NASCAR has continued to prove its excellence in the social media game. The final race for the Chase was held at Richmond International Raceway and many believe tampering was involved. In light of the situation – and perhaps fan outcry on Twitter – NASCAR added a 13th spot in a 12 car Chase for the Sprint Cup.
Did Twitter play a role in the addition of a 13th spot in the NASCAR Sprint Cup?
It came to the attention of NASCAR that drivers may have been pitting and intentionally spinning out to control the outcome of the Chase. It was also reported that Front Row Motorsports and Penske Racing may have teamed up to ensure Joey Lagano made the 12 car lineup.
Racing fans took to Twitter to ensure their voices were heard. They repeated the act after NASCAR announced that Jeff Gordon would be added as the 13th driver in the Chase for the Sprint Cup.
Some fans – maybe even Jeff Gordon himself – are now questioning the integrity of the sport. Zack Miller of Hudson, Fla., spoke on the NFL’s “Fail Mary” play and told USA TODAY Sports via Twitter:
“NASCAR took a step away from having a ‘sport culture’. Look at the NFL. The Packers didn’t get the fair result. Everyone knew that wasn’t a touchdown, yet Seahawks won, Packers lost, and it was concerned an officiating error. NASCAR, by taking (these) actions, has stepped into the way of competition.”
Jeff Gordon also spoke on the situation:
“Yes, the integrity of the sport has been put at question. I think we have one of the greatest sports that exists. To see our integrity get questioned is very upsetting to me, and I think we, along with NASCAR, have to solve this.”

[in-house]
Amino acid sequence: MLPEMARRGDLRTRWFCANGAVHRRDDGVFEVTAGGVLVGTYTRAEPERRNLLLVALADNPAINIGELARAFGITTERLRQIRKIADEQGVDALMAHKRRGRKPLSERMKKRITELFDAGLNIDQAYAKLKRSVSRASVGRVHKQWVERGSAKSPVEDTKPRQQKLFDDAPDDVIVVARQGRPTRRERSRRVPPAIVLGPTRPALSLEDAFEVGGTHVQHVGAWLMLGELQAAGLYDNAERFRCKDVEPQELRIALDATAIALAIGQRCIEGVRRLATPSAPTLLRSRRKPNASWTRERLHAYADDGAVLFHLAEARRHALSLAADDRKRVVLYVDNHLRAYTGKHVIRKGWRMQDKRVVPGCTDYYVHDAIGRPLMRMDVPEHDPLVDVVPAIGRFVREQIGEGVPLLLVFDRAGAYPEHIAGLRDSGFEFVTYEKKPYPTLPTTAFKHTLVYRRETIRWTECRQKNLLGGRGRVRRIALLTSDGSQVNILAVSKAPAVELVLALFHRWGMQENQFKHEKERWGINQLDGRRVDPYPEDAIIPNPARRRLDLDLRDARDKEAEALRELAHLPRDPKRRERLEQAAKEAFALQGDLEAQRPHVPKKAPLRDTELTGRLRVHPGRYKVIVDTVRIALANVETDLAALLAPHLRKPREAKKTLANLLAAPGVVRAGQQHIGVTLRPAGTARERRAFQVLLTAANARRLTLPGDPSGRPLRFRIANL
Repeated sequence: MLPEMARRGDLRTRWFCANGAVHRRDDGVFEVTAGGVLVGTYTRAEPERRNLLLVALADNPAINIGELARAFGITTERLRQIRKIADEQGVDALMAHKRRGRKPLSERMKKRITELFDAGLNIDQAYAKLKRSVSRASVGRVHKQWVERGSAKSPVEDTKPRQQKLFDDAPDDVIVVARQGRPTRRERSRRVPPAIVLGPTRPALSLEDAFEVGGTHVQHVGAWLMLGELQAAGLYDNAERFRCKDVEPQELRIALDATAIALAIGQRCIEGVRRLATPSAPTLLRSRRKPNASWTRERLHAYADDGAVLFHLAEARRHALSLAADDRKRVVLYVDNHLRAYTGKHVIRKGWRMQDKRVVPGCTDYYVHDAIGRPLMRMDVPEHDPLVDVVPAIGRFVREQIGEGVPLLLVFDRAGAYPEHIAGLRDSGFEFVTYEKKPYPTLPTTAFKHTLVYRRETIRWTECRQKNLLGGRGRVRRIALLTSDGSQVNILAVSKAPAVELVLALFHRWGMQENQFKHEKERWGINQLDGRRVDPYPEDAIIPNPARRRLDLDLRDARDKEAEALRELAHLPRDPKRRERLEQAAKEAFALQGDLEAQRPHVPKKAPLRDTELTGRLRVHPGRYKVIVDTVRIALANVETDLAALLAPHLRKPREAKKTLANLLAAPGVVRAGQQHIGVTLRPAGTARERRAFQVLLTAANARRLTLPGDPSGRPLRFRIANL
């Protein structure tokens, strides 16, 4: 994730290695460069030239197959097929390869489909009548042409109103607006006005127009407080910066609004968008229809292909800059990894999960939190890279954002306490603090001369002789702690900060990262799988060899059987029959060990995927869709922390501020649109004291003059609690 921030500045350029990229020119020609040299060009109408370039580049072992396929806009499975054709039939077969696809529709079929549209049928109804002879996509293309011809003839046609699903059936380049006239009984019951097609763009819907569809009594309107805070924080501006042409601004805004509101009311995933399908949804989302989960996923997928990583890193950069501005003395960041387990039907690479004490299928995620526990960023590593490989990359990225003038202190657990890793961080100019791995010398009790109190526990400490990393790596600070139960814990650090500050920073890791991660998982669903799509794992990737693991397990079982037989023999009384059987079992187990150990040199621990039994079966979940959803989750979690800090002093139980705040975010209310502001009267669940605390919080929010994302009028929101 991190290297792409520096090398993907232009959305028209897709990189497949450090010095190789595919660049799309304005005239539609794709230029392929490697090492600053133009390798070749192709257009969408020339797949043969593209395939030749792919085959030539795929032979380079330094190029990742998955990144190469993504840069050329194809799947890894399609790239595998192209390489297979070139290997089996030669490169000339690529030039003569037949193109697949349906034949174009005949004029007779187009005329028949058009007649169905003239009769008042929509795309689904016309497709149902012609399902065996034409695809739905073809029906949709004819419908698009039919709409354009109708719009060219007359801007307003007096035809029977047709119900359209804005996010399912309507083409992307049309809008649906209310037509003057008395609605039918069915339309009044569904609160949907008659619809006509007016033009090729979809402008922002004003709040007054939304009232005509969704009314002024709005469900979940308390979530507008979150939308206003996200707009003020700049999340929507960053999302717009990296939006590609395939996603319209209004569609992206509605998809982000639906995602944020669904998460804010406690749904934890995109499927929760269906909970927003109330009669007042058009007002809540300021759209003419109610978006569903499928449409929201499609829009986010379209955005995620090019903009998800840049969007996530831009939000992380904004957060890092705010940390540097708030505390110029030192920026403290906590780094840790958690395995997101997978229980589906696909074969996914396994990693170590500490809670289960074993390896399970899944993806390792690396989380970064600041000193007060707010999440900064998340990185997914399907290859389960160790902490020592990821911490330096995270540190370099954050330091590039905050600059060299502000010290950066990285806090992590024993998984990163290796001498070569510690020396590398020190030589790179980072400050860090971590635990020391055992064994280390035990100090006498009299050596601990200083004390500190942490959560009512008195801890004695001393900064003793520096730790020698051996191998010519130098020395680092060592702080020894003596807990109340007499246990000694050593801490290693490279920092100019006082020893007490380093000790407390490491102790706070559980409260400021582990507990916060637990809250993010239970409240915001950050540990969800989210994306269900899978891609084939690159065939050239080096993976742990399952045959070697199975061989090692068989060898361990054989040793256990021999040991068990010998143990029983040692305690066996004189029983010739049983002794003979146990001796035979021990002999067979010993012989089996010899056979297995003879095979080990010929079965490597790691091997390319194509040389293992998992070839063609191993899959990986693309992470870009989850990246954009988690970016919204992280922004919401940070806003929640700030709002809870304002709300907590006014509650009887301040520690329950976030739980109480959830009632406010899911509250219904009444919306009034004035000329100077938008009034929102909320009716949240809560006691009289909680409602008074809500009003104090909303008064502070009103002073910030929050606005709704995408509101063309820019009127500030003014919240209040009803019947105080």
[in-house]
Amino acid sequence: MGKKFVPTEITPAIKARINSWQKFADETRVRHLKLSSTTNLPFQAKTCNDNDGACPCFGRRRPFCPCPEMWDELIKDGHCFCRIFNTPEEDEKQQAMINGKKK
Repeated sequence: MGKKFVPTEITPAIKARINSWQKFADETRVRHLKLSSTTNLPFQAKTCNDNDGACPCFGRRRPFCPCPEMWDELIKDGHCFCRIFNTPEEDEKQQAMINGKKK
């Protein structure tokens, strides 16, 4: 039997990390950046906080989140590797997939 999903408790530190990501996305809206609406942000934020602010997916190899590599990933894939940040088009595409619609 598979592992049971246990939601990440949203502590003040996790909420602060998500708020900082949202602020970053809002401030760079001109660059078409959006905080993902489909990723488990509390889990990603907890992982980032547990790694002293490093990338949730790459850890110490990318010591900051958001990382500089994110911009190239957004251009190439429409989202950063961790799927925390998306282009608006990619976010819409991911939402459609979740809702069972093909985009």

In a world that is ruled by social media, NASCAR has put itself in a peculiar situation. They have built up the NASCAR brand by engaging fans in an unparalleled fashion. Would the decision to add a 13th spot to the Chase for NASCAR Sprint Cup have been made were it not for social media? Wes Stull of Frederick, Md., told USA TODAY Sports via email:
“Difficult to say. However, being the owner of an internet marketing company, some of the most successful brands I see are the ones who monitor their social media feedback and take action accordingly.”
Stull went on to claim that NASCAR did the right thing by adding Gordon. He also noted that adding a high profile driver such as Gordon might help them gain attention and viewership at a time when football tends to dominate the sports landscape.
You can take a look at a NASCAR press conference below explaining the decision to add Jeff Gordon to the NASCAR Sprint Cup Championship. Do you think big-time organizations can over-utilize social media? Do you think NASCAR paid too much attention to the social media outcry surrounding this situation? Comment below with your opinion.
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